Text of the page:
SAN ANTONIO (WOAI/KABB) – Our worst fears have come true. Zombie Deer are real and they’re coming for us (well, kind of).
According to a recent post in the Daily Mail, a disease known as Chronic Waste Disease (CWD) commonly known as “Zombie Deer disease” has been reported in 24 US states and two Canadian provinces. The illness attacks the brain, spinal cord,and other tissues in deer, elk and moose. Ultimately before CWD kills the animal, they first start to lose weight rapidly. Additionally, their coordination becomes unbalanced, and they may become aggressive.
On their website, the Center for Disease Control and Prevention (CDC) claims that while CWD has not affected humans, there is a concern that people who come in contact with infected animals may potentially be at risk of infection.
“To date, there have been no reported cases of CWD infection in people. However, animal studies suggest CWD poses a risk to some types of non-human primates, like monkeys, that eat meat from CWD-infected animals or come in contact with brain or body fluids from infected deer or elk. These studies raise concerns that there may also be a risk to people.”
CDC released a map, marking in red, where there have been reports of CWD in the U.S. Compared to northern states, the illness does not seem to pose much of a threat in Texas. Nonetheless, the map reveals a small outbreak in Hill country including Dallam, El Paso and Medina.
CDC’s website also claims that while the occurrence of CWD is comparatively small, it is nothing to ignore.
“Nationwide, the overall occurrence of CWD in free-ranging deer and elk is relatively low. However, in several locations where the disease is established, infection rates may exceed 10 percent (1 in 10), and localized infection rates of more than 25 percent (1 in 4) have been reported. The infection rates among some captive deer can be much higher, with a rate of 79% (nearly 4 in 5) reported from at least one captive herd.”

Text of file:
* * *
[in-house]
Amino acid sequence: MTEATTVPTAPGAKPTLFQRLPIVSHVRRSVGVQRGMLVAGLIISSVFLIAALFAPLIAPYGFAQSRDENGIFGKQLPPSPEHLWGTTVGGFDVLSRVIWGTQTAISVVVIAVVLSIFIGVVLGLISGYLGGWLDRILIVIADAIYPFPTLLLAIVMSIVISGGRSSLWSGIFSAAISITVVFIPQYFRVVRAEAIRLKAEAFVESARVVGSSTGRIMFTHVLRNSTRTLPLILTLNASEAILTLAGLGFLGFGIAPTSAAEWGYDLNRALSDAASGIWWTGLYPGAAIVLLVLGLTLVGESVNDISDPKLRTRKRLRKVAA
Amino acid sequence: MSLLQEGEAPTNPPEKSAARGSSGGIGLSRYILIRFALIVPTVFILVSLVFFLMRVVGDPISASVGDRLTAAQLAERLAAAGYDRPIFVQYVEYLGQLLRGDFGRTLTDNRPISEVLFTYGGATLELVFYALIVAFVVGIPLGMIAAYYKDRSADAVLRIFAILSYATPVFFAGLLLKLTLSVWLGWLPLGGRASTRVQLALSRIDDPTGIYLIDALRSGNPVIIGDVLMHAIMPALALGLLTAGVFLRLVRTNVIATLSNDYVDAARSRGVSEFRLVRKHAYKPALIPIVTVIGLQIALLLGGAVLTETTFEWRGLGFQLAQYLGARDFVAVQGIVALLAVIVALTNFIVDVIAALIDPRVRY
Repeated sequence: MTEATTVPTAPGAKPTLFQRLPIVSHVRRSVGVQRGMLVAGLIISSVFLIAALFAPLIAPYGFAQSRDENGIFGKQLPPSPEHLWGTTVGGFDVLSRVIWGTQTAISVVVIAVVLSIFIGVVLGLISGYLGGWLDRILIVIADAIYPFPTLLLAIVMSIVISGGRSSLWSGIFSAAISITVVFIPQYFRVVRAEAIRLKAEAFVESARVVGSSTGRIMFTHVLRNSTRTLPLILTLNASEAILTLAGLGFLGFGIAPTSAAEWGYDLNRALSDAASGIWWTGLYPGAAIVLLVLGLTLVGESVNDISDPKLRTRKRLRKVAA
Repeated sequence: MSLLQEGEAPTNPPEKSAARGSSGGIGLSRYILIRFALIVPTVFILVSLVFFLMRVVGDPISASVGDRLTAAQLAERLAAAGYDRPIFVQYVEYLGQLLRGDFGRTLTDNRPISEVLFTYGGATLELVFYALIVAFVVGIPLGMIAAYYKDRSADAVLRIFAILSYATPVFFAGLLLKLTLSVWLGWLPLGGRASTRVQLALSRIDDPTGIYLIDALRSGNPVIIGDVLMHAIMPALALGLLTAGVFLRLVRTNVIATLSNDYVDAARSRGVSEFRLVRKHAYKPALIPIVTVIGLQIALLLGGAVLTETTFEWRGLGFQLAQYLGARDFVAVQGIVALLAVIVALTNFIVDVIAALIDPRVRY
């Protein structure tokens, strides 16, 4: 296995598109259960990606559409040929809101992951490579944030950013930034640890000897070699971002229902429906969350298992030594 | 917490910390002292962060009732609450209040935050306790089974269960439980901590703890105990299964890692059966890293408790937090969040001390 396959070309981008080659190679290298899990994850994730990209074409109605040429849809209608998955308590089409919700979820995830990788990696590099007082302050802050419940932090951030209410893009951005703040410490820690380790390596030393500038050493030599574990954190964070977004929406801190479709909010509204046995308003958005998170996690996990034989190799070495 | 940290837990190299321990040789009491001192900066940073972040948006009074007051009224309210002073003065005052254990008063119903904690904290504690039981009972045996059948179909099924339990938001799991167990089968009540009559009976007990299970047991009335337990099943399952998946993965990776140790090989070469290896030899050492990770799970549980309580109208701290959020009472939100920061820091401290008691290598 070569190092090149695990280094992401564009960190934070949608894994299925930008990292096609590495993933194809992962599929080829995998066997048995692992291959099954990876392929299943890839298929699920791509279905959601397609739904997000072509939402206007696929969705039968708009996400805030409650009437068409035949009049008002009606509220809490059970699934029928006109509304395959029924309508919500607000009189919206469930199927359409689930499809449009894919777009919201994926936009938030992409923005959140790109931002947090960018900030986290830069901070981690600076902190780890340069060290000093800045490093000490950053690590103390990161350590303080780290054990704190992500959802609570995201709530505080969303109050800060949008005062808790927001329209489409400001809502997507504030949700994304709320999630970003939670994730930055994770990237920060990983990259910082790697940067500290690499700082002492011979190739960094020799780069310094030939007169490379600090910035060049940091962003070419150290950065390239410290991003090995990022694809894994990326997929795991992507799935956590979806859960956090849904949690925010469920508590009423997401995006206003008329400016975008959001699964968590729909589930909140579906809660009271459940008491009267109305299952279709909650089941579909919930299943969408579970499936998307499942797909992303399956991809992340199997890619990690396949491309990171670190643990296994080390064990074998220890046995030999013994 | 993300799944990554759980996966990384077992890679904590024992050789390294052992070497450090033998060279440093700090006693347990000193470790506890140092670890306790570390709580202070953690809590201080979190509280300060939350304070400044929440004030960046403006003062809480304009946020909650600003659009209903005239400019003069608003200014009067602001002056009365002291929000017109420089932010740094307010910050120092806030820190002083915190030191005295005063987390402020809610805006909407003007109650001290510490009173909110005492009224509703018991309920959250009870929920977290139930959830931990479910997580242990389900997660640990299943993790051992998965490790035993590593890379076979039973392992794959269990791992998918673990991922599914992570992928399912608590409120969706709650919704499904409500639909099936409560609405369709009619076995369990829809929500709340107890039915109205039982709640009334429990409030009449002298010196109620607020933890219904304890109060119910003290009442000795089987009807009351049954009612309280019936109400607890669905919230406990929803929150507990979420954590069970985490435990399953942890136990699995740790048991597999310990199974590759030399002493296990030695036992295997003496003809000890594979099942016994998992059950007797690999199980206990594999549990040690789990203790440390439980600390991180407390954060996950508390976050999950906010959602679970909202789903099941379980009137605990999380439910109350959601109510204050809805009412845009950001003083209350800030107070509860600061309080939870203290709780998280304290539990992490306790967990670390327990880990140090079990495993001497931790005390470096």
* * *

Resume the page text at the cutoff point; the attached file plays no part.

Fortunately, Texas Parks and Wildlife Department (TWPD) has already taken precautions of CWD. In fact, their website exclusively mentions the first outbreak of CWD in Texas “was found in 2012 in free-ranging mule deer in the Hueco Mountains of far West Texas.” Since then, TWPD’s website says, they’ve set up regulations to ensure a smooth capture of deer that may be susceptible to CWD.
“With the discovery of CWD in a captive deer breeding facility in south-central Texas, the Texas Parks and Wildlife (TPW) Commission adopted comprehensive CWD Management Rules on June 20, 2016. Developed through a collaborative process that involved substantial stakeholder input, these rules address CWD management associated with permitting programs that authorize intensive deer management activities.”
The website also emphasizes how committed TWPD is in combating CWD through their extensive plan.
“This management plan is intended to be dynamic; management strategies described within are likely to change as both the epidemiology and management of this disease become better understood through time. Specific response plans may be developed and incorporated into this plan following local or regional discoveries of CWD. Three major goals of this CWD management plan are:
1. Minimize CWD risks to the wild and captive white-tailed deer, mule deer, and other susceptible species in Texas.
2. Establish and maintain support for prudent CWD management with hunters, landowners, and other stakeholders.
3. Minimize direct and indirect impacts of CWD to hunting, hunting related economies, and conservation in Texas.”